“Siya (Dominguez) po ay kumbaga may mga tanong doon sa draft na isinumite ng Consultative Committee, pero dapat pag-usapan siguro ng lahat kung paano nga makakarating patungo sa pederalismo, (He Dominguez questions the draft submitted by the Consultative Committee, however, everyone should discuss how it should arrive at federalism),” he said.
Department of Interior and Local Government Secretary Epimaco Densing on Thursday, August 9 clapped back on the economic officials. He stated that they were “not supportive” of the federalism push.
He called out economic officials from the National Economic Development Authority (NEDA), Department of Finance (DOF) and Department of Budget and Management (DBM) in a Facebook post.
“With all due respect to my peers in government, rather than shooting the concept, they should have helped in thinking of answers to their own query,” Densing wrote.
He also criticized their failure to include federalism in the country’s development plan.
“That is why unusually, they did not even put federalism in the Philippine Development Plan of PRRD, which would have been the vehicle for economic development,” he added.
Consultative Committee member Fr. Ranhilio Aquino also voiced out his disagreement on the economic managers’ insights. In his Facebook post, he believed that his Dominguez and Pernia might influence the president to oppose federalism.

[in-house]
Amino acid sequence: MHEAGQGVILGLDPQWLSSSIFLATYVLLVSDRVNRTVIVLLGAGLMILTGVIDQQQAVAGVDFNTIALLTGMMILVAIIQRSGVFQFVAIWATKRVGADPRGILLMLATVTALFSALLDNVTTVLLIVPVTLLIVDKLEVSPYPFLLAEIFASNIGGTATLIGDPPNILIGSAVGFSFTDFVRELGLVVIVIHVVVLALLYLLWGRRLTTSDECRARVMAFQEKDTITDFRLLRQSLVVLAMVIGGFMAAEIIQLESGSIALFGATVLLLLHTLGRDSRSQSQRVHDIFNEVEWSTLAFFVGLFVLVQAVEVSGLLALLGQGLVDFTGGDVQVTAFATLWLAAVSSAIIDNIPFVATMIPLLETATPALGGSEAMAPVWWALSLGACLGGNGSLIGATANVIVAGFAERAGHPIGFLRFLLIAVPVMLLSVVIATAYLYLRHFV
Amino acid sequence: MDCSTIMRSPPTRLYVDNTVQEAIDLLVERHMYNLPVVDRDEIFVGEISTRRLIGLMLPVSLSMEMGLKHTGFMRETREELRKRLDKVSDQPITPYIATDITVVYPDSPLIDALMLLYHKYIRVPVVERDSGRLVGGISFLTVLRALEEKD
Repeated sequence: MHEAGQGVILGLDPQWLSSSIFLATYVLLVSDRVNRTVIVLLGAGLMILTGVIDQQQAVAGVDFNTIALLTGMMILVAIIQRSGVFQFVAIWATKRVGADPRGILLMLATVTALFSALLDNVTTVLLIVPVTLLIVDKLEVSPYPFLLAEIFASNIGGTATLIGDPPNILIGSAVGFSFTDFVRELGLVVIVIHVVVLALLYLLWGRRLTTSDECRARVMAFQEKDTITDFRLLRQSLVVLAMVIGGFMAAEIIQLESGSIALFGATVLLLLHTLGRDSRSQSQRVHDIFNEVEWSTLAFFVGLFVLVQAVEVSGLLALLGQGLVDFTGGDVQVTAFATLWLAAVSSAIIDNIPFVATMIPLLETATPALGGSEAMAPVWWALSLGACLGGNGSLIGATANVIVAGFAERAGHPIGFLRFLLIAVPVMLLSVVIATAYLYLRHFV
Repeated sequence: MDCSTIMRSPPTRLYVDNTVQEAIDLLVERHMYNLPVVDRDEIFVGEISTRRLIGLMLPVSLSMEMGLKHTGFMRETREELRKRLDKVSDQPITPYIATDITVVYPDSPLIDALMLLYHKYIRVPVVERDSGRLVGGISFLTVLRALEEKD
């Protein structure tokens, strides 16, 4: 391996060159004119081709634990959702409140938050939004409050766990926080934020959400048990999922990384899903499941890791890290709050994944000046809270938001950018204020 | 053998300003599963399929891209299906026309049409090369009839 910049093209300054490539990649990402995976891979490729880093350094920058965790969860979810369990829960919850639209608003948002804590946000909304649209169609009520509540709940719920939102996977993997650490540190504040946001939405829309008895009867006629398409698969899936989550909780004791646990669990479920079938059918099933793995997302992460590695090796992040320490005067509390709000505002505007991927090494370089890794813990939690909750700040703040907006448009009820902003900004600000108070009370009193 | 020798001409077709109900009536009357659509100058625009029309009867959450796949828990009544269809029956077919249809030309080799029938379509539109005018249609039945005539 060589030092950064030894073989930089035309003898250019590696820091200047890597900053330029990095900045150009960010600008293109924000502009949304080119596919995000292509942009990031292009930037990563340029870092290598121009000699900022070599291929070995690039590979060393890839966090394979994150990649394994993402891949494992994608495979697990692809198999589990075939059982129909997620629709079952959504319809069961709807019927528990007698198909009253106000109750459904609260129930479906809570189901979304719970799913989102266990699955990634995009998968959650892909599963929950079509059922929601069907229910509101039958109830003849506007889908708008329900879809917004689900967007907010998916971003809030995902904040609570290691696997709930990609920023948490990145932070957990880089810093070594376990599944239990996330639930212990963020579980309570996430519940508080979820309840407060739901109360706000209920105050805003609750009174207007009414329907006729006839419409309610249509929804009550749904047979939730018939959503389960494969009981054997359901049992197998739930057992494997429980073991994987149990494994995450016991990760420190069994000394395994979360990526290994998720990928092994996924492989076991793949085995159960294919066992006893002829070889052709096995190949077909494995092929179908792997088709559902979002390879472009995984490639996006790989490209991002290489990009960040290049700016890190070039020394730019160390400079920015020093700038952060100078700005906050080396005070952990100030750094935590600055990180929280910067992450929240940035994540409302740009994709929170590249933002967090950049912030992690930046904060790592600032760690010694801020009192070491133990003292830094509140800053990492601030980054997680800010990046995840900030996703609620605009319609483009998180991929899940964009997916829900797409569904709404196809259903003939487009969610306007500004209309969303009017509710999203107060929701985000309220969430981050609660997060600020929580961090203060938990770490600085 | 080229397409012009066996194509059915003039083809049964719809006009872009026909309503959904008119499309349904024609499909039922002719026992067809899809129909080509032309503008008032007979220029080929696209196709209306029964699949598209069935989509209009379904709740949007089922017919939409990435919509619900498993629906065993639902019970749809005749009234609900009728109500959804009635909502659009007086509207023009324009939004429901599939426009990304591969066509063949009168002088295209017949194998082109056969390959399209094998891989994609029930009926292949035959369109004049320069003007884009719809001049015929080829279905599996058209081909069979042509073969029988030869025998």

He also questioned the president’s stance on the federal charter.
“Let’s stop fooling ourselves. If Dominguez and Pernia, in their official capacities, speak loudly against federalism, then the question should be asked in all earnestness whether the president is for it or not,” Aquino said.
He then challenged the president to express his desire to pass the federal constitution. He also suggested silencing the economic officials.
“Let us be clear now and let our President speak with a convincing baritone that he wishes Congress to pass a federal constitution — if indeed he wishes it so rather than in quavering falsetto. And if he favors federalism let him sack Dominguez and Pernia or command them to keep their traps shut,” Aquino wrote.
Aquino also addressed both Dominguez and Pernia on their roles as cabinet members.
“Freedom of expression does not apply to Cabinet officials in respect to policy,” Aquino reiterated.
He concluded his post with a plea to end “double talk”. He urged the leader to clarify his plans on the federalism push as respect to those who drafted it.
“If the president is now cool to federalism let him give the order to abandon the federalist ship. Then all of us fools who wrote the draft and defended it with all our might will know that we have been taken for a ride – for a very expensive ride – but we shall at least have the chance to abandon ship before it is scuttled!” Aquino stated.
The presidential spokesperson responded to Aquino’s retort recognizing the effort he put into the charter’s draft.
“We welcome the concerns of Fr. Ranhilio Aquino as a member of the Consultative Committee and acknowledge his passion and hard work in contributing to the drafting of the federal charter,” Roque said in a statement.